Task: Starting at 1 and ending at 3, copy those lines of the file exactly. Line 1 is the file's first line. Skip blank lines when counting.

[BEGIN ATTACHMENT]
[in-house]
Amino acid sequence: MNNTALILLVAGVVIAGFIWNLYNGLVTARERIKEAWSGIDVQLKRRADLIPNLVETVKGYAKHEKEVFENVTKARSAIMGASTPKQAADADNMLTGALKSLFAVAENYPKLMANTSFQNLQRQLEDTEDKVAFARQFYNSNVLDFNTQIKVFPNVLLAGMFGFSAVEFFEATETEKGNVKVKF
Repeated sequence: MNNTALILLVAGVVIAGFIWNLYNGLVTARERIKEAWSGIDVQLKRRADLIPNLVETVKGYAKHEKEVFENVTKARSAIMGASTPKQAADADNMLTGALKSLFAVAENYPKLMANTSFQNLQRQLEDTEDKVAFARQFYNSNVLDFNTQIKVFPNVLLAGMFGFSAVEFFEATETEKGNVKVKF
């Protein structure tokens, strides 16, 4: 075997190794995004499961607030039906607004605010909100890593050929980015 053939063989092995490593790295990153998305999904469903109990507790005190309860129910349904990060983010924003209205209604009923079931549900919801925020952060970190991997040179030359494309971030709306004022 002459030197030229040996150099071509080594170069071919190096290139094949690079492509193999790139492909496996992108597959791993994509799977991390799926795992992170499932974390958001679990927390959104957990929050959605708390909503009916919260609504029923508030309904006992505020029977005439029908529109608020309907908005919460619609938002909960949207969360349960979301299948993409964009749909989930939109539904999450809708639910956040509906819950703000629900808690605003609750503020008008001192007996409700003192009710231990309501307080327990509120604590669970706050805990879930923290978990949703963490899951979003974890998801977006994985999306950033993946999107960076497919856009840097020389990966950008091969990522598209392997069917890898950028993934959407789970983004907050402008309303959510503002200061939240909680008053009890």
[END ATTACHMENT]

[in-house]
Amino acid sequence: MNNTALILLVAGVVIAGFIWNLYNGLVTARERIKEAWSGIDVQLKRRADLIPNLVETVKGYAKHEKEVFENVTKARSAIMGASTPKQAADADNMLTGALKSLFAVAENYPKLMANTSFQNLQRQLEDTEDKVAFARQFYNSNVLDFNTQIKVFPNVLLAGMFGFSAVEFFEATETEKGNVKVKF
Repeated sequence: MNNTALILLVAGVVIAGFIWNLYNGLVTARERIKEAWSGIDVQLKRRADLIPNLVETVKGYAKHEKEVFENVTKARSAIMGASTPKQAADADNMLTGALKSLFAVAENYPKLMANTSFQNLQRQLEDTEDKVAFARQFYNSNVLDFNTQIKVFPNVLLAGMFGFSAVEFFEATETEKGNVKVKF